In the deep dark middle of nowhere last weekend, watching my Chargers voluntarily lose to the Denver Broncos with MB and my MIL. Tim Tebow is Denver’s new quarterback/savior/God thanker for any and all football victories. At this point in the game, when it’s all going horribly south, I’m completely irritated and irrational and prone to verbal spewing.
ME: “I’m Tim Tebow! Have I mentioned that I was almost aborted? Did you know I was almost aborted? In case you didn’t know, I was almost aborted!”
MIL: Why did his mom want to abort him?
ME: Becauuuse she was obviously A CHARRRGERS’ FANNNN!!”
Watching Tim Tebow again today. He fumbles the ball.
MB: Where’s your Messiah now, Tebow???
(Thank you, Edward G. Robinson.)
We shouldn’t watch sports, basically.
Best line from Arthur Christmas, which, yes, we saw last night for various reasons I’d rather not get into.
“That was the year all the kids got a sausage nailed to a piece of bark.”
We could not stop laughing at that image. Like, who comes up with that? Genius.
Little boy in the bookstore shopping with his dad. I’m guessing for mom, maybe?
BOY: She likes horses AND Batman!
I could have cried from the cuteness. (And that’s going to be an interesting Christmas morning, I’ll bet.)
At the only Thai restaurant in the deep dark middle of nowhere. Two women come in. The Thai owner shows them to the booth next to us. This exchange is just how it is in a small town, I’ve learned. Everybody up in your bidness, pippa.
LADY (to her friend as she slides into the booth): Oh, I have to be careful about my leg.
OWNER: What wrong with your leg??
As we leave the Thai restaurant with the takeout food, the owner follows us out the door.
OWNER: Now you take dat curry sauce and you save it and put it ower leftower turkey, okay? Den you have turkey curry, okay? It bery delicious, awight?
OWNER: Trust me. Bery good!
ME: Sounds good.
OWNER: Great, okay. You try it, yes?
US: Sure, yes, great, thank you, etc., all the way out to our car.
For the first time ever, even though he lives only a couple doors down from my in-laws, I finally met the son of a certain octogenarian publishing magnate with a penchant for robes and smoking jackets and much much much younger women. The son was very nice, quiet, looked a lot like dad and sounded exactly like him. It was a bit surreal. He helped my in-laws with their computers before heading out with his partner on a long road trip to dad’s for Thanksgiving. Must be an interesting visit for them.
My sister sharing her own MIL issues with me.
SIS: Tray, she is 76 years old and you know what I found her doing?
ME: No. What?
SIS: Standing IN the kitchen sink trying to plunge it!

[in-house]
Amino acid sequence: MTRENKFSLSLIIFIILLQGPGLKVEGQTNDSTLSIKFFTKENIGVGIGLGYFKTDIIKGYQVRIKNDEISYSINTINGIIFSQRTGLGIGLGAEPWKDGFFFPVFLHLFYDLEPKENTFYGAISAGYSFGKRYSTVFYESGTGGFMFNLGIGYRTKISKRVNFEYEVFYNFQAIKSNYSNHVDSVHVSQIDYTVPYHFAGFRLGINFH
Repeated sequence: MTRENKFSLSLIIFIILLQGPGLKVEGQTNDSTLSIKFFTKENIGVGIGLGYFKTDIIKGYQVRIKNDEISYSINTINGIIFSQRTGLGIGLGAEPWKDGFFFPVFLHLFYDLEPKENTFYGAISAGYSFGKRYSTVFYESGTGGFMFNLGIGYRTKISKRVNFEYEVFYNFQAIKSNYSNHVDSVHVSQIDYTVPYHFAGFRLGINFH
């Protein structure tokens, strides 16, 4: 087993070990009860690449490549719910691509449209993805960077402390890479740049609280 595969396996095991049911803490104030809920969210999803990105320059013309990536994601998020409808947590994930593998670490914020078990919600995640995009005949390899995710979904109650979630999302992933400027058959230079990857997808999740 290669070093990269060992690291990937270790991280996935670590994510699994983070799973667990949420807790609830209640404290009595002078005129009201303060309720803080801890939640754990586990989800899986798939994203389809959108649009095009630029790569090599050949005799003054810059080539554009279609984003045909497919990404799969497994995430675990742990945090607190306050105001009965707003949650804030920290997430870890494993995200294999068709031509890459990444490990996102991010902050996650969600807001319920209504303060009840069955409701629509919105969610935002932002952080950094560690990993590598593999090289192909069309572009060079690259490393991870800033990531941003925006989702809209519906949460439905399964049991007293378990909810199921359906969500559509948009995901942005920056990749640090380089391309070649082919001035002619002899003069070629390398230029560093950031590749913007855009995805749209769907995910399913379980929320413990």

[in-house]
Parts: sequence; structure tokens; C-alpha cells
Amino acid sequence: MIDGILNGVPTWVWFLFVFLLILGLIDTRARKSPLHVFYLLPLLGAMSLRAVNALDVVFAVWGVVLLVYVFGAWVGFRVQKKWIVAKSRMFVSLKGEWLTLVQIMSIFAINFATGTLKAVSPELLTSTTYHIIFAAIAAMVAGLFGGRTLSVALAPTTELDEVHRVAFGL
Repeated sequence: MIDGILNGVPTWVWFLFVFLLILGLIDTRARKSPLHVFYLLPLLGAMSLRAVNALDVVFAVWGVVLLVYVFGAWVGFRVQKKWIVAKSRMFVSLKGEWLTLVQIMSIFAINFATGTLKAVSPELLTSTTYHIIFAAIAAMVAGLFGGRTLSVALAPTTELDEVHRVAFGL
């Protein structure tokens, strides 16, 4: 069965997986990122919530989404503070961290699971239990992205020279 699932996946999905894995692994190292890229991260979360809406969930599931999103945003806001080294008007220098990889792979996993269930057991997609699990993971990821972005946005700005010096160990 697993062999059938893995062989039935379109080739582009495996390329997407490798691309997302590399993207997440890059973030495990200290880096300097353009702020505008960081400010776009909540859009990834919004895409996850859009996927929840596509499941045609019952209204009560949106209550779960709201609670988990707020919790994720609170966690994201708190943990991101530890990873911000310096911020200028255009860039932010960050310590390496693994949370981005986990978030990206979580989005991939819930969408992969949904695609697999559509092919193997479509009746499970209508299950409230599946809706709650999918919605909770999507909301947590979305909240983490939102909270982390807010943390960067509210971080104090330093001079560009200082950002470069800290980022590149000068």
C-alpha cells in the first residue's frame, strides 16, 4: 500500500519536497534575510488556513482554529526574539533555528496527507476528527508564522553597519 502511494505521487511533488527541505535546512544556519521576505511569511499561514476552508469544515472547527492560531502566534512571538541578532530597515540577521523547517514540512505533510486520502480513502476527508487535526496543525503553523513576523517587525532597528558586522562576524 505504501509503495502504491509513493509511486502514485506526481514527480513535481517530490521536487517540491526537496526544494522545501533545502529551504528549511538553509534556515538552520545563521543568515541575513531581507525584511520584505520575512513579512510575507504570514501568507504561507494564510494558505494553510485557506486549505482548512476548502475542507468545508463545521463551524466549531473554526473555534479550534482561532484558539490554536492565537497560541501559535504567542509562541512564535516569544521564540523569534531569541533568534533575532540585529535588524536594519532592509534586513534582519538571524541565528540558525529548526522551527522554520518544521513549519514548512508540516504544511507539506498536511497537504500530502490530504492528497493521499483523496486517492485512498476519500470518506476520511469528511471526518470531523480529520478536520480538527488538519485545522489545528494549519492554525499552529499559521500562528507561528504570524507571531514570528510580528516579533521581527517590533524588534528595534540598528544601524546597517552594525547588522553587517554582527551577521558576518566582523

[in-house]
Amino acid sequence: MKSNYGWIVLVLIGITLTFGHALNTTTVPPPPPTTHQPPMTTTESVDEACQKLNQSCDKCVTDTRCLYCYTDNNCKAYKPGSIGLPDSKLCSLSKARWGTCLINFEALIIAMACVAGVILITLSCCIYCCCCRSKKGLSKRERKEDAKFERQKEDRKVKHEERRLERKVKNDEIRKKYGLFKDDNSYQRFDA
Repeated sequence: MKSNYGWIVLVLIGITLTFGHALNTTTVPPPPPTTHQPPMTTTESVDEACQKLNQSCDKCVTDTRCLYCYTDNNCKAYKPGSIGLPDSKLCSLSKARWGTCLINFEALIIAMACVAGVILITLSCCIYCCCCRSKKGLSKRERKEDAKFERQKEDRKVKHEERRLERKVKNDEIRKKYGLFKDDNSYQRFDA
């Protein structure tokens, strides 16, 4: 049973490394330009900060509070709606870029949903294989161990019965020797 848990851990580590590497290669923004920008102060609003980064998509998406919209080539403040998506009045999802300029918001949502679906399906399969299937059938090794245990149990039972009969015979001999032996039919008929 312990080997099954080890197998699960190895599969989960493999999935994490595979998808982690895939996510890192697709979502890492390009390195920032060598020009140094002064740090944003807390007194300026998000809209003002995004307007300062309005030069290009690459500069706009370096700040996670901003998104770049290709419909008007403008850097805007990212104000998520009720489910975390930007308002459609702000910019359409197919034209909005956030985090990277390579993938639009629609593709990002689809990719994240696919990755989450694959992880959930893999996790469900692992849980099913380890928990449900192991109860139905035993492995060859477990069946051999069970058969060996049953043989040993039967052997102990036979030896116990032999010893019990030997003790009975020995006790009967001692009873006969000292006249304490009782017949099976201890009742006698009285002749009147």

SIS: I asked her what she was doing and she told me in her little Southern accent that she thought she’d get better leverage from up there because she’s so skinny.
ME: Oh, for God’s sake. She’s nuts. Did you tell her to get down?
ME: Good Lord. All you need is for her to break a hip and then she’d be staying with you for three months recovering from the surgery.
SIS: And eating her special marshmallow diet. I have to buy her marshmallows. She makes me a list of foods I need to have on hand.
ME: Is this a doctor-approved thing?
SIS: No! She makes it up! And she makes this weird vegetable soup thing with canned vegetables and pearl onions that stinks up the whole house. She puts in all in the little mini food processor I bought just for her. It all gets blended to baby food, but the green beans HAVE to be French cut.
ME: Hahahahaha. You know, you’re very good to her — buying her marshmallows, letting her crawl into your kitchen sink.
SIS: Then she puts the weird vegetable slurry in a pitcher and puts it in our fridge. When she wants some, she pours it into a bowl and microwaves it.
ME: Did you ask her for the recipe?
SIS: Hahahaha. NO. It’s disgusting. Then marshmallows for dessert.
ME: Uhm, where are you calling me from? I know you’re not at home with her.
SIS: I’m sitting in the parking lot outside Target reading a book and calling clients.
ME: When are you going back home? She’s going to lying on the floor somewhere, you know.
SIS: Probably. I’ll go back around noon.
ME: It’s 9 a.m.
SIS: That’s right.
I wish I could offer some snippets from that little ray of sunshine Sourface Lemonpants whom we encountered two Thanksgivings ago, but sadly, while she was there at my in-laws’ friends’ house for the holiday, she and her husband said nary a word to me or MB the entire Thanksgiving day. Not one word. They were first in line for the informal buffet, plopped themselves down alone at the table, and started chowing down before any of the rest of us had even gotten any food. By the time MB said grace, their plates were half empty. Charming people. I miss them.
For Christmas, I’m sending them a sausage nailed to a piece of bark.